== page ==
They invited the President to their caucus retreat. It’s a pro-forma invitation. To their surprise, he accepted. And then he took control of the event by suggesting the media be allowed in. In a tactical mistake, the Republicans agreed. Why? Because, as usual, they were more concerned about what others would say about them (specifically and pundits and the media) than they were about how the situation would be seen by the public.
In the end, they end up looking foolish in front of both.
They were outflanked by the President. The desire to be seen in a certain light was overshadowed by the result they unwittingly enabled.
What am I talking about? What was the tactical mistake?
Quite simply the format of the meeting to which they agreed. They handed the President a perfect, uninterrupted platform from which to do exactly what he did – lecture them – with a minimum of risk to himself and maximum of exposure to his benefit. Decorum demanded they sit and take it. No Joe Wilson “you lie” on this one. Sit and take. And take they did – Obama was able to spin the myth of their intransigence and obstructionism as the crux of this year’s problems.
Rule One: You never give your political opponent a format that favors him and his message. The President understood the advantage he was being handed and decided that while it was a bit of a political risk, it was one heavily weighted in his favor and well worth taking. Anyone who watched it understands why.
The question and answer wasn’t much better – although Republicans did get him to admit their proposals did exist and were substantive. But other than that, the exchange was not at all what the GOP had hoped for.
Surely some among the GOP leadership must have foreseen that this format presented a gold-plated opportunity for Obama to do just what he did.
As for the President, he got the opportunity for a one-sided vent. Again, as usual, it was “just words”. But in this media driven political culture, “just words” are a means for scoring mostly meaningless political points, but points none the less.
It was a President in denial. And for those of us who’ve followed what’s happened this year (and what he has and hasn’t done) that was clear in his words. This was a man trying to justify himself and shift the blame for this year’s failure – as usual. Unfortunately, because he had the podium, that’s the only voice that was really heard that was able to remain on message. So he wins that rhetorical round. But it doesn’t mean what he said was true. It only means he got to say it without any real rebuttal.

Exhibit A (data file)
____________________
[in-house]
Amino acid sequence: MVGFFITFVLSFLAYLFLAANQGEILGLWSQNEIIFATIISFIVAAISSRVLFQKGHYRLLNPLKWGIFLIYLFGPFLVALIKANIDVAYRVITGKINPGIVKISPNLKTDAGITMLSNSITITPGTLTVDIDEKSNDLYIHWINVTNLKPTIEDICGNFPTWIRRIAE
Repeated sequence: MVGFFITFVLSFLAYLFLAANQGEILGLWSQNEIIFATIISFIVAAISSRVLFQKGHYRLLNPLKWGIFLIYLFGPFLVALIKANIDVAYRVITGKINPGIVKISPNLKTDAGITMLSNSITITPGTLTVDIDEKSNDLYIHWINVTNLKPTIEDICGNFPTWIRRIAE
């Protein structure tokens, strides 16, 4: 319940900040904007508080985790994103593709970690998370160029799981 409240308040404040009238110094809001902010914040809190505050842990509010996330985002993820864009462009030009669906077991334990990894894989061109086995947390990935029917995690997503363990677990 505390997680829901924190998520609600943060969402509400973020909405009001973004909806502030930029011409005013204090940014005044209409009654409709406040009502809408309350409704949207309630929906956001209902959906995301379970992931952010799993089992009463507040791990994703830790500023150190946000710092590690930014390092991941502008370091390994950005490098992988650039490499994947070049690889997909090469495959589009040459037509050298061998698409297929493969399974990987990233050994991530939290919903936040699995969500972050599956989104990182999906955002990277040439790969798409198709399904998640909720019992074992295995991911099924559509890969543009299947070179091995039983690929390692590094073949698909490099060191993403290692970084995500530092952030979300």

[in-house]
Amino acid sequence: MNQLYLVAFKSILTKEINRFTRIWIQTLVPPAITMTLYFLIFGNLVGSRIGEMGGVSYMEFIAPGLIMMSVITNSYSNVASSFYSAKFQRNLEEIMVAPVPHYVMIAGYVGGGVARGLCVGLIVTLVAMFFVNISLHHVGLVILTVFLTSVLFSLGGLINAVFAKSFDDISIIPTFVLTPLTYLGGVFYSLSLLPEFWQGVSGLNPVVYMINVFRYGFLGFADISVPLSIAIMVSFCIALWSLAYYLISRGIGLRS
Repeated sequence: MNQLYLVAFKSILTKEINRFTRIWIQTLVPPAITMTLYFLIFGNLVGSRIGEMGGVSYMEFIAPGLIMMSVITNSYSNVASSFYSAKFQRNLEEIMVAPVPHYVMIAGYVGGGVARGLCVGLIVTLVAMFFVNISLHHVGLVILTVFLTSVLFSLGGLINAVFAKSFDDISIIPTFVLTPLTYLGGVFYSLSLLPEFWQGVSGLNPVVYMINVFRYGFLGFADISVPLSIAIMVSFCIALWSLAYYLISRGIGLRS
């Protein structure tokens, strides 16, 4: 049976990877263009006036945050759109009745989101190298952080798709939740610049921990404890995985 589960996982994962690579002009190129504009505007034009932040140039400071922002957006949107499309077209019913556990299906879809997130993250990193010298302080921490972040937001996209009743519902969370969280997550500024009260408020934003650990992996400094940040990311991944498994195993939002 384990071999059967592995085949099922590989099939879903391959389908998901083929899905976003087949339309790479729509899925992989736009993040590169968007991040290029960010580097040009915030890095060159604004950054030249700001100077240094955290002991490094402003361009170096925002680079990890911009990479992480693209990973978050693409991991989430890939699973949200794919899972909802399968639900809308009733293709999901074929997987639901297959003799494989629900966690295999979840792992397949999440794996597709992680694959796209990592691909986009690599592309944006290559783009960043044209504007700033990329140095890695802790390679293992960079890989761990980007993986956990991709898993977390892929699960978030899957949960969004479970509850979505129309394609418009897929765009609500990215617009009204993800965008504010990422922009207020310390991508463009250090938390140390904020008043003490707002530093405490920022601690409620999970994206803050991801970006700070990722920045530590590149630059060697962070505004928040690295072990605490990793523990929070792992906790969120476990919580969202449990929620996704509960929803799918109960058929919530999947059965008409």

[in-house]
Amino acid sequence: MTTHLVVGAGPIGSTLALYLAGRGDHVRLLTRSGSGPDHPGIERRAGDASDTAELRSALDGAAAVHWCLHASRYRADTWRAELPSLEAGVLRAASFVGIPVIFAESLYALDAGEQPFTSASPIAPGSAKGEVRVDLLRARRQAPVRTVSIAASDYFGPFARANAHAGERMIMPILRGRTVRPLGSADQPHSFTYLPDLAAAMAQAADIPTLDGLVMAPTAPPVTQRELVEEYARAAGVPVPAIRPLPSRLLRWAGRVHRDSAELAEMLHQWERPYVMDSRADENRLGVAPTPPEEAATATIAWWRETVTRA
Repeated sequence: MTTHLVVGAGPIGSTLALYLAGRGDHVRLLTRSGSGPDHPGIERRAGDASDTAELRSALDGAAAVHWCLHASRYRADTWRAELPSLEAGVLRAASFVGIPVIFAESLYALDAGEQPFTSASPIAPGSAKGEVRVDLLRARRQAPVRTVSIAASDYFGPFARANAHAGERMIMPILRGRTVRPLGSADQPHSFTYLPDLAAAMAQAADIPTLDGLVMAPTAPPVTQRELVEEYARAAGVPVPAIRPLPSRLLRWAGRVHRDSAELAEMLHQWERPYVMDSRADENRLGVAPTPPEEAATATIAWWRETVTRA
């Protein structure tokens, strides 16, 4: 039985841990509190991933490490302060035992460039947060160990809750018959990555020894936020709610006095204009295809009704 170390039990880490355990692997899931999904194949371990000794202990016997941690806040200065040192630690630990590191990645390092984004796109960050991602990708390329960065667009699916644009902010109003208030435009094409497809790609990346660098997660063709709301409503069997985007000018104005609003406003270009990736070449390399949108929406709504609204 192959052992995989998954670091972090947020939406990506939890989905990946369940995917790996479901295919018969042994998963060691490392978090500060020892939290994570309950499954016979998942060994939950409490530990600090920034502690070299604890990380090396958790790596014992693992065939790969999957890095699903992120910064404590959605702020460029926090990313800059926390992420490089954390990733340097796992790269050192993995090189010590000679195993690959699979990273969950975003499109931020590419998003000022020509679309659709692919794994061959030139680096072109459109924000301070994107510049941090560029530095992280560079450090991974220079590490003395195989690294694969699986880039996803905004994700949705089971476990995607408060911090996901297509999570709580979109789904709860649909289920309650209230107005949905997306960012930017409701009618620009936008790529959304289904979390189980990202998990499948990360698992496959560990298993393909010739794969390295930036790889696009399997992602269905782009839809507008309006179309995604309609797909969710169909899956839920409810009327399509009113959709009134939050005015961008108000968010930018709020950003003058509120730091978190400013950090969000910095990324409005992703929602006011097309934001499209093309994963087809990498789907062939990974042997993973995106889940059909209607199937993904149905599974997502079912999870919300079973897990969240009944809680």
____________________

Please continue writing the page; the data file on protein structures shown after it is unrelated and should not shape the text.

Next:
My favorite line was “I’m not an ideologue”.
Of course he is. If he were the pragmatic politician he claims to be, he’d have pursued jobs and the economy as his first priority beginning last year. He didn’t. He instead pursued (and continues to pursue, in the face of majority public opposition) his party’s ideological agenda. Those are the actions of an ideologue, self-denial notwithstanding.
Hopefully the GOP will, should this ever happen again, change the format to that more like that which the UK has when the PM interacts with the opposition party in the House of Commons. No speeches or lectures, a true back and forth in which both sides have the opportunity to give as good as they get. I’ve admired and enjoyed that tradition of theirs for years. That removes the advantage of yesterday’s format and allows a truly “frank exchange” to take place.
If this is true, this is a guy that we most likely should encourage to stay in NoKo:
Saturday’s report by the conservative Dong-A Ilbo daily could not be confirmed independently.
Dong-A Ilbo, quoting an unidentified source, said the American was a 28-year-old man.
He crossed the border near the city of Tumen in northeast China into North Korea’s Onsong County on Monday, the daily said.
“I came here because I did not want to serve as a cannon fodder in the capitalist military. I want to serve in the North Korean army,” the American was quoted as telling North Koreans, according to the daily.
However his identity including his name and occupation remained unknown, the paper said.
Don’t want to be cannon fodder? In an all volunteer force? Don’t join.
Want to join an military that redefines the term “cannon fodder”. Join the NoKo People’s Army.
My guess is this person escaped from the funny farm and found their way to the land of the Funny Farm.
I have to admit upfront that I have a conflict of interest on this, but the Immersive Media cameras from my sisters company are amazing. Throw in that it gives some of the best views of the devastation in Haiti and I am kind of speechless. Go ahead and take a trip with them through Port au Prince and drag the view to look around in a full 360 degree view from a moving vehicle.
In addition to taking you into this disaster the potential applications seem rather large to me. Check it out. You can grab the screen while it is still or when playing and drag the view wherever you want.
The initial commercial applications are kind of obvious, but I am curious about the applications to entertainment. Specifically movies. Like most new ways of filming I expect the initial efforts to be gimmicky, and low in actual value other than the novelty. However, imagine watching movies with an interactive ability for the viewer to shift the camera view from a first person point of view. The directors focus becomes less of an issue, and all of what is happening in view of whoever a character is becomes part of the story. Talk about taking the idea behind something like Vantage Point to a new level. Other interactive technologies could be combined with more impact.
You can view more footage of Haiti and look into the technology at http://www.immersivemedia.com/haiti/
Update: The autoplay was annoying, and the embed for the other footage seems to be having a problem at the moment, so I included a link to a video instead until the flash embed starts working again.